Don't Overthink It: The Power of an Invitation
Christianity is a disciple-making faith, and the hinge-point of Christian discipleship is conversion. But many Christians in our modern context—including pastors—struggle with the invitations that often lead to those decisions—inviting people into Christian community, and inviting them to make a commitment to Jesus.
Ed Stetzer comments on some relevant Lifeway research about getting folks to church in the first place:
A few years ago LifeWay Research conducted a survey of 15,000 adults for the North American Mission Board to try to determine which of 13 approaches is the best-received when a church wants to be heard. The research showed us that best-received means of seeing new people walk into one's church is, well, a personal invitation.
- 67% of Americans say a personal invitation from a family member would be very or somewhat effective in getting them to visit a church.
- 63% of Americans say a personal invitation from a friend or neighbor would be very or somewhat effective in getting them to visit a church.
- 63% of Americans are very or somewhat willing to receive information about a local congregation or faith community from a family member.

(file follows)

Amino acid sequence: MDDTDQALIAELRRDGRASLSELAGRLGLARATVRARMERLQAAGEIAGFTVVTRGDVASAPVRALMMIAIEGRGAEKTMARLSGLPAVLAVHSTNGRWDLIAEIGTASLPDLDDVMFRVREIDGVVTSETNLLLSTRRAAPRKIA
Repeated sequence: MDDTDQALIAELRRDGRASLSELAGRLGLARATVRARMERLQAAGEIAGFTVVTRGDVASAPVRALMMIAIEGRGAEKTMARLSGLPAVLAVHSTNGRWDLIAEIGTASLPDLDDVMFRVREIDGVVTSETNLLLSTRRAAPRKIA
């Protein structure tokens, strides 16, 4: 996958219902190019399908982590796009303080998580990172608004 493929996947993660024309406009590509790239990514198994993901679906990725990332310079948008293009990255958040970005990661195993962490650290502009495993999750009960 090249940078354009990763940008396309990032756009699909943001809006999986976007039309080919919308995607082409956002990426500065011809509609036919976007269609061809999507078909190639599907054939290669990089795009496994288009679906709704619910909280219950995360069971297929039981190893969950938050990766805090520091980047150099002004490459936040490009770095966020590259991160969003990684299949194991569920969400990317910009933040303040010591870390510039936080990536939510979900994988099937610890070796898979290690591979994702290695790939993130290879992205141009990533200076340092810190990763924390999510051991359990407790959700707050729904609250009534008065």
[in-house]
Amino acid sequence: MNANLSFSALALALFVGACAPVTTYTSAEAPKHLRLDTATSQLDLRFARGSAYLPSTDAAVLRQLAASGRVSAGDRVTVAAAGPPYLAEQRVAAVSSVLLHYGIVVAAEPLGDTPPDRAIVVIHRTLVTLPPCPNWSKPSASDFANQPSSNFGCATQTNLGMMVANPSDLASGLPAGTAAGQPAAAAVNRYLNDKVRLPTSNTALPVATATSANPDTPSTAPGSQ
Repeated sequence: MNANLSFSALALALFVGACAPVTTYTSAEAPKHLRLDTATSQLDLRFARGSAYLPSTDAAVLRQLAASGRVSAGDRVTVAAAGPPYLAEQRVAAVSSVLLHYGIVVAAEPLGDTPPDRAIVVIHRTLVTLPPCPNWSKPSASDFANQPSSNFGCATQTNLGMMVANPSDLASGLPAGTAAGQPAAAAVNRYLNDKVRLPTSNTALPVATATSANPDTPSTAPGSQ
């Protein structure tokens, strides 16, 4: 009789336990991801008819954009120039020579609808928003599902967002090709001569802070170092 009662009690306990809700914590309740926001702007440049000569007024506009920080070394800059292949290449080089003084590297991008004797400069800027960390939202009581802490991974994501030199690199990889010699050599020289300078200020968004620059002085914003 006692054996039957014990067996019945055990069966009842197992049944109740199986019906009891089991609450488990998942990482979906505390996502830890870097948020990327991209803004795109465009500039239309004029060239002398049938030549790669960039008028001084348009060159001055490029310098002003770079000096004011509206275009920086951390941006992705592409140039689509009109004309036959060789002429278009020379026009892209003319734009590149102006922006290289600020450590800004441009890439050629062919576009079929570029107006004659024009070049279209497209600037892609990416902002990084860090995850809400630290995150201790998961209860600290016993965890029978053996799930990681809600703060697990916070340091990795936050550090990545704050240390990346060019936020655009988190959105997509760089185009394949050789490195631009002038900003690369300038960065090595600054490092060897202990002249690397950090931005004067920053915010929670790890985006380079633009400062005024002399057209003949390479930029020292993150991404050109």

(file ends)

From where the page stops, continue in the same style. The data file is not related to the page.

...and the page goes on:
- 56% of Americans are very or somewhat willing to receive information about a local congregation or faith community from a friend or neighbor.
So, people ARE open to an invite from church, particularly if it is from someone they know.
According to veteran evangelist Luis Palau (in this recently published Leadership Journal interview), part of the problem is simple—pastors overthink what other people are thinking, and are unwilling to simply invite. Palau told Portland, Oregon pastor Rick McKinley:
[I]f you're a pastor, a person of God, then people … expect that you're there to tell them something. You're not there to kill time. You're not there to ask for permission to go on the air. So just give them the gospel. You'd be amazed how many of them are ready.
So the thing is this. We Christians—and especially Anglo-Saxons—have this notion that we know what the other guy is thinking before we even begin to talk to him. We really don't. The Holy Spirit said he would convict the world of sin, righteousness, and judgment. Do you believe that?
Stezer concludes his article:
This begs the question: how can people be added to the local church (which involves conversation and covenant) unless they experience fellowship and community with that church? And how can they experience fellowship and community in a local church unless someone invites them? If many of our un-churched friends are ready for an invitation to church, what are we waiting on?
Invitations are powerful. Don't overthink them.
Copyright © 2014 by the author or Christianity Today/Leadership Journal.
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